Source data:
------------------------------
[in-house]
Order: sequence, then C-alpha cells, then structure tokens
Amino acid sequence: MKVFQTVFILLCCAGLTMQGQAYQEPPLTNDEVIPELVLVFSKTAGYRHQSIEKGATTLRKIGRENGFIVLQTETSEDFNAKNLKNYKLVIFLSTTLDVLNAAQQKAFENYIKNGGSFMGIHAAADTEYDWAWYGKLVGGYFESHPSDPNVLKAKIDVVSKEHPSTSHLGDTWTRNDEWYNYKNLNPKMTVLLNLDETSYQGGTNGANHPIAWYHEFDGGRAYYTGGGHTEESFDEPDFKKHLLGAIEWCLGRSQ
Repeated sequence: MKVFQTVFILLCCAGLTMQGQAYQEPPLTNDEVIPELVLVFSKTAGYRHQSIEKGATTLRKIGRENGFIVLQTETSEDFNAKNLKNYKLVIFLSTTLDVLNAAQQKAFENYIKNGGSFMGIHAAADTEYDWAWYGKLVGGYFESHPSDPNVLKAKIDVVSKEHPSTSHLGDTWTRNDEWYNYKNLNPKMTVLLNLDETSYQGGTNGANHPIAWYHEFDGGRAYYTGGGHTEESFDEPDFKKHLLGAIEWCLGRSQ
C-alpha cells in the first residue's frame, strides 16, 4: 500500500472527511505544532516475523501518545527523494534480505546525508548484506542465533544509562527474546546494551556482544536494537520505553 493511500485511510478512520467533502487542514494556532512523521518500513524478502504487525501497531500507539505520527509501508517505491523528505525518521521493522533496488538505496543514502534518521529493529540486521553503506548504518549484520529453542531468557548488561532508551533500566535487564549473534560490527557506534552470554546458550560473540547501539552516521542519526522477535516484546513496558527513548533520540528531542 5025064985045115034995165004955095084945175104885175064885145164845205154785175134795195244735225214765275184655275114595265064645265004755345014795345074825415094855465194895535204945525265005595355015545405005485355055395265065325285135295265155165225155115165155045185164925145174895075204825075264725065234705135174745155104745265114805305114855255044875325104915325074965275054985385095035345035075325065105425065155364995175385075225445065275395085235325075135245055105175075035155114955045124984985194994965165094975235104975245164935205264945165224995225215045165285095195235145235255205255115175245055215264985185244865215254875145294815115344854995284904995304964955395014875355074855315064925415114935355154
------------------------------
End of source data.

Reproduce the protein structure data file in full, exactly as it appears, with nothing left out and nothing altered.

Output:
[in-house]
Order: sequence, then C-alpha cells, then structure tokens
Amino acid sequence: MKVFQTVFILLCCAGLTMQGQAYQEPPLTNDEVIPELVLVFSKTAGYRHQSIEKGATTLRKIGRENGFIVLQTETSEDFNAKNLKNYKLVIFLSTTLDVLNAAQQKAFENYIKNGGSFMGIHAAADTEYDWAWYGKLVGGYFESHPSDPNVLKAKIDVVSKEHPSTSHLGDTWTRNDEWYNYKNLNPKMTVLLNLDETSYQGGTNGANHPIAWYHEFDGGRAYYTGGGHTEESFDEPDFKKHLLGAIEWCLGRSQ
Repeated sequence: MKVFQTVFILLCCAGLTMQGQAYQEPPLTNDEVIPELVLVFSKTAGYRHQSIEKGATTLRKIGRENGFIVLQTETSEDFNAKNLKNYKLVIFLSTTLDVLNAAQQKAFENYIKNGGSFMGIHAAADTEYDWAWYGKLVGGYFESHPSDPNVLKAKIDVVSKEHPSTSHLGDTWTRNDEWYNYKNLNPKMTVLLNLDETSYQGGTNGANHPIAWYHEFDGGRAYYTGGGHTEESFDEPDFKKHLLGAIEWCLGRSQ
C-alpha cells in the first residue's frame, strides 16, 4: 500500500472527511505544532516475523501518545527523494534480505546525508548484506542465533544509562527474546546494551556482544536494537520505553 493511500485511510478512520467533502487542514494556532512523521518500513524478502504487525501497531500507539505520527509501508517505491523528505525518521521493522533496488538505496543514502534518521529493529540486521553503506548504518549484520529453542531468557548488561532508551533500566535487564549473534560490527557506534552470554546458550560473540547501539552516521542519526522477535516484546513496558527513548533520540528531542 5025064985045115034995165004955095084945175104885175064885145164845205154785175134795195244735225214765275184655275114595265064645265004755345014795345074825415094855465194895535204945525265005595355015545405005485355055395265065325285135295265155165225155115165155045185164925145174895075204825075264725065234705135174745155104745265114805305114855255044875325104915325074965275054985385095035345035075325065105425065155364995175385075225445065275395085235325075135245055105175075035155114955045124984985194994965165094975235104975245164935205264945165224995225215045165285095195235145235255205255115175245055215264985185244865215254875145294815115344854995284904995304964955395014875355074855315064925415114935355154